Cyclone Naming: A Stormy Name Game!

Have you ever wondered why each cyclone has a name? It’s because we want to remember them. Let’s learn how the naming process has changed over time!

A long time ago, cyclones were given random names, sometimes based on important events. But in 1887, a meteorologist named Clement Wragge from Australia had a good idea. He started naming cyclones after famous politicians.

Then, in the 1950s, cyclones began to be named after women. You may wonder, why? Ships then were often called “she” and given women’s names therefore, cyclones started being named after women. Later, in 1979, they started using male names too.

Nowadays, tropical storms get their names from special centers. These names stay the same from the beginning to the end of the cyclones. This helps people understand and share information about the storms. It also avoids confusion when many storms are happening at the same time.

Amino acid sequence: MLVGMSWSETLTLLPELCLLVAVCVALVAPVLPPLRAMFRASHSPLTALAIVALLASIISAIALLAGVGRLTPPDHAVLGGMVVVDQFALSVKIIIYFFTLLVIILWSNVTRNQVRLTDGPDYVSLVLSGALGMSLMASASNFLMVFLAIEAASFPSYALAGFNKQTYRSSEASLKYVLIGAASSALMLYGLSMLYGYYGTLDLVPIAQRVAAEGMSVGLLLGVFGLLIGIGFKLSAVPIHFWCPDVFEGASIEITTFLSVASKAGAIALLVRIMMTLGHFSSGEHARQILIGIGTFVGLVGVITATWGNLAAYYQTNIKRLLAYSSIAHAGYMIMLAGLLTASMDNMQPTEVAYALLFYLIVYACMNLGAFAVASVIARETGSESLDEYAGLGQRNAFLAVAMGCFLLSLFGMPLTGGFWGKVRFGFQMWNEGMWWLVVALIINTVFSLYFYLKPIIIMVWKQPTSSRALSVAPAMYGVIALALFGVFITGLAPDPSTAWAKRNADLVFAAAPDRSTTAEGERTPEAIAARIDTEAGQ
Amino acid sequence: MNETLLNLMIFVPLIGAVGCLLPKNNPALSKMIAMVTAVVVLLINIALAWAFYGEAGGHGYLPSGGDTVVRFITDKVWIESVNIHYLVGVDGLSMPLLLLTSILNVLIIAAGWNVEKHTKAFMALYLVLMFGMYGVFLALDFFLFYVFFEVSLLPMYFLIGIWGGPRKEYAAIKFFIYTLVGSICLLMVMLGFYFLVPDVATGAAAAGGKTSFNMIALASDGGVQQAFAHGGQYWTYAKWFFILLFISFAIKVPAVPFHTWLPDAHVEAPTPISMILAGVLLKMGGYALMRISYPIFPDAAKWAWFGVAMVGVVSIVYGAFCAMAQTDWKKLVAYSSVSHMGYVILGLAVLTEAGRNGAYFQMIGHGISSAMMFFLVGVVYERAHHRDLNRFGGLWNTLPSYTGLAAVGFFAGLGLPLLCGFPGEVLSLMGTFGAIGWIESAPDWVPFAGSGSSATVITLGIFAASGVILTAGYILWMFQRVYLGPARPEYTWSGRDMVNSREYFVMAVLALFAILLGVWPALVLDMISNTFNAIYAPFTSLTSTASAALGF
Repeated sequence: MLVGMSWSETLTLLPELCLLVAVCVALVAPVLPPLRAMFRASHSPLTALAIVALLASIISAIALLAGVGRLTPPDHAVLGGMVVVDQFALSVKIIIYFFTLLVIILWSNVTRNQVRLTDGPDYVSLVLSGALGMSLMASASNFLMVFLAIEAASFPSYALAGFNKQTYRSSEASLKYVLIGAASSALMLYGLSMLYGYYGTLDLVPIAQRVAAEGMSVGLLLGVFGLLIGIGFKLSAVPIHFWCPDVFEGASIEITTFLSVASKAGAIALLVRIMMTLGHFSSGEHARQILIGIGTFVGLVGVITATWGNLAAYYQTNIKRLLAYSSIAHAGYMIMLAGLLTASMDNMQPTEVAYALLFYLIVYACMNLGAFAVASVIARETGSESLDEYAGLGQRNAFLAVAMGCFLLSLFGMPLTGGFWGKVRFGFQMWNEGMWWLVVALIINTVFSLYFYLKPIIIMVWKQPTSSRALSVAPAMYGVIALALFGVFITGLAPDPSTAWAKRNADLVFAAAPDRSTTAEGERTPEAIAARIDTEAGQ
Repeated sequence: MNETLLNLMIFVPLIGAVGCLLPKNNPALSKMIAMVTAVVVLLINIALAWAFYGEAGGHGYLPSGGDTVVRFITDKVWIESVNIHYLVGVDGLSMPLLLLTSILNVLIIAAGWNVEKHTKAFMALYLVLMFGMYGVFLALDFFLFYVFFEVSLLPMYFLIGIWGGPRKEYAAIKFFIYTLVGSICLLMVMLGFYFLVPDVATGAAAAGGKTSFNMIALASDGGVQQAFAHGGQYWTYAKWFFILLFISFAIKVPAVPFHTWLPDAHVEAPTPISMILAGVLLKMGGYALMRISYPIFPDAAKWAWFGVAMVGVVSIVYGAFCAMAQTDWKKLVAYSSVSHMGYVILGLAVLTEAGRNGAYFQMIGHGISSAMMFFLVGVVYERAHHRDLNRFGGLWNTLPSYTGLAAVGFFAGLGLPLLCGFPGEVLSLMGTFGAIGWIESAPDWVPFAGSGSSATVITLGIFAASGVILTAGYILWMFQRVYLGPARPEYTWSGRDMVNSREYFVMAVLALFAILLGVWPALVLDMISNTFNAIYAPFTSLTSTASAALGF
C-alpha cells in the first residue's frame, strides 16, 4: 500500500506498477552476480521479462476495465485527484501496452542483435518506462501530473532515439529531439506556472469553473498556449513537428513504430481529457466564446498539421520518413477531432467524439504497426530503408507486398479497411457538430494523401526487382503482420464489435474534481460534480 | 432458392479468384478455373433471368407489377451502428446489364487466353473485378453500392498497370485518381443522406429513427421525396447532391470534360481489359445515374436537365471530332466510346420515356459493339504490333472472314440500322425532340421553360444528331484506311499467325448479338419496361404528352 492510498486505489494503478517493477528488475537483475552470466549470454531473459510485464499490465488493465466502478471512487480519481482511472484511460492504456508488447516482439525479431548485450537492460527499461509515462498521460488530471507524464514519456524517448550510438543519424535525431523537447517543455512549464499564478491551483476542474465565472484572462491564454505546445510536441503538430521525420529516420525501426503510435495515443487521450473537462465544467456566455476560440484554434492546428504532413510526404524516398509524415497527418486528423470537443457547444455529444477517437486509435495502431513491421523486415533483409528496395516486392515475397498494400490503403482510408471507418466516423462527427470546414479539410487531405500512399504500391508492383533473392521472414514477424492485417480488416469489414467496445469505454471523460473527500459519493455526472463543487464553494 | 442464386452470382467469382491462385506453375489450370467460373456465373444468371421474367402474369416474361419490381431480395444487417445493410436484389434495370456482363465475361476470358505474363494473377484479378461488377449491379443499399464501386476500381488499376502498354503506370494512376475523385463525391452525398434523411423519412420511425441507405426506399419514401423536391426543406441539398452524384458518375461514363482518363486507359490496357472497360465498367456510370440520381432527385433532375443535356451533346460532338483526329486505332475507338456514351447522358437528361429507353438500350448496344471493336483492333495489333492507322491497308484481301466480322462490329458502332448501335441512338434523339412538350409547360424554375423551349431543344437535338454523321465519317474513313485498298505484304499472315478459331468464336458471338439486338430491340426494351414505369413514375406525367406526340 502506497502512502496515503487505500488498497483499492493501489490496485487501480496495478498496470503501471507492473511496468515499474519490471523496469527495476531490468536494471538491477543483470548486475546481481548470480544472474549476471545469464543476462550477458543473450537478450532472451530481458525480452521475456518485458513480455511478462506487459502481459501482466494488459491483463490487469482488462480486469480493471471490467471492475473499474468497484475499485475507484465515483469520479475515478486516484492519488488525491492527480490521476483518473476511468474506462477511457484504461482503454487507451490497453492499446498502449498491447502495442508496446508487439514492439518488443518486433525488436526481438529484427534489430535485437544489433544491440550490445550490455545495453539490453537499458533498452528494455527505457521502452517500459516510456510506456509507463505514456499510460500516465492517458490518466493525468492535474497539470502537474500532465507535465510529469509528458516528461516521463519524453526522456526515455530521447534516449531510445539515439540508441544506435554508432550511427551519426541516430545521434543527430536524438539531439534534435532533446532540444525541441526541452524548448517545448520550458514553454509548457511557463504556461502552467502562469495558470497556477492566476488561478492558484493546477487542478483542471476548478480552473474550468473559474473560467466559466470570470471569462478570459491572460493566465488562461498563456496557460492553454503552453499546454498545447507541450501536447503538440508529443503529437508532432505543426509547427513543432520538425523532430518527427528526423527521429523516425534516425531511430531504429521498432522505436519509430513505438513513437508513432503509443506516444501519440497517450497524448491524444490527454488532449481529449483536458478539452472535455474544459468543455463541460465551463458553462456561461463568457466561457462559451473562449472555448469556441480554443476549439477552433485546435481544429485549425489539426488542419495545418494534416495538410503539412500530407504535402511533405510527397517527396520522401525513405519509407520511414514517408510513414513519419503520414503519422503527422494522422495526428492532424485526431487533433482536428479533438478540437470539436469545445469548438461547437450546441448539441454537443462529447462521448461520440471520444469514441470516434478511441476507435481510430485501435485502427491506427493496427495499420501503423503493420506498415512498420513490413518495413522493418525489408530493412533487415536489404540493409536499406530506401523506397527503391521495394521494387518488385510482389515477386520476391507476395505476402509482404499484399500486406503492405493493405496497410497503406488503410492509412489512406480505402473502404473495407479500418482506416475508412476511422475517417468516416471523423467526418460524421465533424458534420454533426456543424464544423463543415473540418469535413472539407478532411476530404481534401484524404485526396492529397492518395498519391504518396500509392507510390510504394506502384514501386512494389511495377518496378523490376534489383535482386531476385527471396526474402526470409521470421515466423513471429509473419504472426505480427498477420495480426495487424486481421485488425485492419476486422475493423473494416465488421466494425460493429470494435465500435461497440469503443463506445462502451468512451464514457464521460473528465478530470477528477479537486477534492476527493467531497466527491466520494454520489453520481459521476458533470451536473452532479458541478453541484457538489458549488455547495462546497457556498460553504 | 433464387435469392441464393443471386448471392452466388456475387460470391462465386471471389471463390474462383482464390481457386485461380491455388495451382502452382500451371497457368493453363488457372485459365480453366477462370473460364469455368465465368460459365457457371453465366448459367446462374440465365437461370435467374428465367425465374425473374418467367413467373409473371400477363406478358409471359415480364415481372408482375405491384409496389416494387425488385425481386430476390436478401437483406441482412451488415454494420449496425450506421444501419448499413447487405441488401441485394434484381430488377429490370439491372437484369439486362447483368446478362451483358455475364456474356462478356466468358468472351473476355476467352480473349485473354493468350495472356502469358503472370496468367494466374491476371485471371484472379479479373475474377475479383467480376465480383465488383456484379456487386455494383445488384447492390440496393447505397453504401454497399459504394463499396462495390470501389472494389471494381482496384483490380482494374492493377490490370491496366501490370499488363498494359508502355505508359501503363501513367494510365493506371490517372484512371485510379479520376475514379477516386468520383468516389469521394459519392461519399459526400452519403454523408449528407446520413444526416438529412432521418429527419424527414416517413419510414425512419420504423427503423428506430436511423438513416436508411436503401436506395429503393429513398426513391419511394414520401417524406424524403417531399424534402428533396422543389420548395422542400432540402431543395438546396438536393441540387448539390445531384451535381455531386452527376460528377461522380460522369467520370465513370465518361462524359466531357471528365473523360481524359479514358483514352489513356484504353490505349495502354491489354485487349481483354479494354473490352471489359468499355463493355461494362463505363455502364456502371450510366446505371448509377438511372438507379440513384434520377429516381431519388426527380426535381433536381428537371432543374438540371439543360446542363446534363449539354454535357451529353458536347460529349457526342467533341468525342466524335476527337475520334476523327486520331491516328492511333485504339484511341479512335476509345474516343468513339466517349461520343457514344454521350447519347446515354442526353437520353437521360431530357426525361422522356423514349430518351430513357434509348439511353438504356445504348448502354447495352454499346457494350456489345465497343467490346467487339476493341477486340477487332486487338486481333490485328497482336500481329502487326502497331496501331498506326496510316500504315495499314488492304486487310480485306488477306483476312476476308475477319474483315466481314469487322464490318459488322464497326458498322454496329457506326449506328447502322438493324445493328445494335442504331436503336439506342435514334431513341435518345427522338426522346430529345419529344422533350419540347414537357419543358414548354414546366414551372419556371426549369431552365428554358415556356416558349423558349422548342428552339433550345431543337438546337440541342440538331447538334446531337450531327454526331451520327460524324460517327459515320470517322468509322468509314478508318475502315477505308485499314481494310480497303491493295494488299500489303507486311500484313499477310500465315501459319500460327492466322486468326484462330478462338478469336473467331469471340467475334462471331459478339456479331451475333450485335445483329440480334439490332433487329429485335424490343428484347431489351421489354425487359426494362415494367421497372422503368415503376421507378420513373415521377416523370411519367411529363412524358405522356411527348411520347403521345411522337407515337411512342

The names are chosen based on the wind speed during the storms. The rules for naming storms can be different depending on where they form. For example, even weak cyclones get names in the Western Pacific. But in the Southern Hemisphere, cyclones need to have strong winds in the middle to get a name. These rules make sure the naming is fair and consistent.

Do you know who decides these names? It’s the World Meteorological Organization (WMO). They keep lists of names for each area where tropical cyclones happen.

Sometimes, a cyclone becomes famous or causes a lot of damage. When that happens, meteorologists make a special decision. They retire the name of that cyclone to show respect for the people who had to go through tough times. Then, when it’s time to use the name again, they choose a new one.

So, the next time you hear a cyclone’s name, remember the unique journey it took to get that name.

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